JetBlue reminds me of that one ignorant family member everyone has: you know he messes things up, and royally, but he will redeem himself if you give him a chance. Last Wednesday, they kept us waiting at JFK for five ass-numbing hours in the wake of some really rough weather in the morning. Another flight to Chicago at 3pm got the axe, but we finally got moving at 6pm or so. Once on board, the smiling flight crew handed us each headphones, and we were off to the magical land of onboard Direct TV. But of course, New York, being our other dysfunctional relative, decided that an ancient steam pipe would blow shit to smithereens next to Grand Central Station, so we got to spend our first hour in the air contemplating the possibility of terrorism. A lovely start.
Upon landing, it is instantly clear that we will not make it to Palabra Pura. By the time we're on a Blue Line train to our hotel downtown, it is 8pm, and the sky is pouring water out like a sieve. We are tired, a little hungry, and slightly lost, but we right ourselves quickly and make it to the hotel, where we order our first piece of Chicago cuisine: a stuffed Chicago-style pizza with spinach and fresh basil.
Now it must be said here that I am not one of these New Yorkers that ignorantly believes that everything New York has to offer is instantly wonderfully "the shit." I don't rest my head in the City, and I also manage to make it out of Manhattan once in a while. But when it comes to pizza, I'm a firm New York guy. I like my pizza flat, tasty, cheesy, with a SLIGHT crunch to my crust. I must say though, this particular Chicago-style thing had my questioning my faith a bit. It was a little bit of cheesy sex on a plate. Still, as I sit here typing this, I'm tempted to flee next door to Sorrento's in Pearl River for some of that Only-in-New-York flavor.
We spend the next couple of days wandering blissfully in Chicago, darting into Ditka's for salmon and the best hamburger I've had in ages; into Earwax in Wicker Park for the requisite healthiness; into a diner on the Northside for conversation with two old friends of the Betts. And no, it wasn't all food...at Reckless Records, I found Willie Colon's "The Hustler" on vinyl, featuring a 20-year-old Hector Lavoe on lead vocals. You will not borrow it, ever.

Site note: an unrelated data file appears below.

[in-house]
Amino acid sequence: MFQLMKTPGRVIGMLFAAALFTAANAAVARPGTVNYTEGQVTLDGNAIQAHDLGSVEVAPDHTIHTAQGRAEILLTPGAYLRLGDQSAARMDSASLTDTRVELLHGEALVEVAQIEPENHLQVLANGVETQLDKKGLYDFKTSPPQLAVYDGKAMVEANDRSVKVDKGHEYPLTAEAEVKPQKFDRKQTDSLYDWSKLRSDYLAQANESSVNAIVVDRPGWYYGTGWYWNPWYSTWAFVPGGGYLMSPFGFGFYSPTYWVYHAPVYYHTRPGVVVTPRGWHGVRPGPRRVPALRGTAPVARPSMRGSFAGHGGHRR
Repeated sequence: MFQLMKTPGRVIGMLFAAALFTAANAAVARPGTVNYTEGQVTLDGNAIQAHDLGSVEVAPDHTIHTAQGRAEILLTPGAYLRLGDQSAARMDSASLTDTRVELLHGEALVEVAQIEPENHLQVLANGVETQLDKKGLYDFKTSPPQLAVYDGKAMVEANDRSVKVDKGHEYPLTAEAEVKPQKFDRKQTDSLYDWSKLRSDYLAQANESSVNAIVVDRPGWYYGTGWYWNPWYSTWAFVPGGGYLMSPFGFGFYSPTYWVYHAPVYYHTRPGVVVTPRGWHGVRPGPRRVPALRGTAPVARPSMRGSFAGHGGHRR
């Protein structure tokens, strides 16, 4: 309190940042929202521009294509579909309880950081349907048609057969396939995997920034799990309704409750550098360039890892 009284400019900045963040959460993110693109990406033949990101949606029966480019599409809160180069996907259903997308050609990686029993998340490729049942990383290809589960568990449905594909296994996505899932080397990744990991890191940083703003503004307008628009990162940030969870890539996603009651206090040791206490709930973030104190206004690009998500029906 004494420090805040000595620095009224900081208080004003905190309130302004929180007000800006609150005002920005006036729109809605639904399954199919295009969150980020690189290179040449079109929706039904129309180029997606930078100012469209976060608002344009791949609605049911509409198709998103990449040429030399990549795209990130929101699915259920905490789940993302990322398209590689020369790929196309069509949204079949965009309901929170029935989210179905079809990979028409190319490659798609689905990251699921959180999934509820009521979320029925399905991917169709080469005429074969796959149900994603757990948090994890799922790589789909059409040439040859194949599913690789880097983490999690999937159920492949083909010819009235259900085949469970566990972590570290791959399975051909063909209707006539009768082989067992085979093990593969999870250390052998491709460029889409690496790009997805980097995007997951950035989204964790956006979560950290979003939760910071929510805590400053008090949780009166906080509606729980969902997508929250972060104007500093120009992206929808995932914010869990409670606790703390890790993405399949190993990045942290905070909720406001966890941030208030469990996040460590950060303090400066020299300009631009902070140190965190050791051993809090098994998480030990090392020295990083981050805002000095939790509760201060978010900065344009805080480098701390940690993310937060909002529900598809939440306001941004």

After Earwax on Saturday, we take an hour's ride south to Kankakee, Illinois, for Betts' mom's wedding and about a pound and a half of sweetcorn apiece daily. (We stayed at her cousin's farm.) The town is very interesting, in that one can sense a palpable separation in the air between white and black people, a profoundly disturbing separation that manifested itself on a couple of occasions. I think it's far too easy to forget this kind of overt racism, especially when one is caught up in the cosmopolitan niceties of urban race relations here in New York. Of course, one need only venture to a borough OTHER than Manhattan to see that overt racism is still pretty alive and well, but that's another conversation.
Our two readings went fairly well. I got a chance to break bread with Paul Martinez Pompa, an astute young poet whose work has bite and humor...and of course, so does he. He'll be featuring at Acentos in the next couple of weeks. The reading at Trace in Wrigleyville was well-attended, albeit late. And well, that was it. Not an earth-shattering trip, nor a particularly eventful one, but it was full and tiring, and my senses got a much-needed fresh set of stimulation. And I have to admit, I really enjoyed Chicago, I felt at home there, comfortable. I'll be back soon, I'm sure.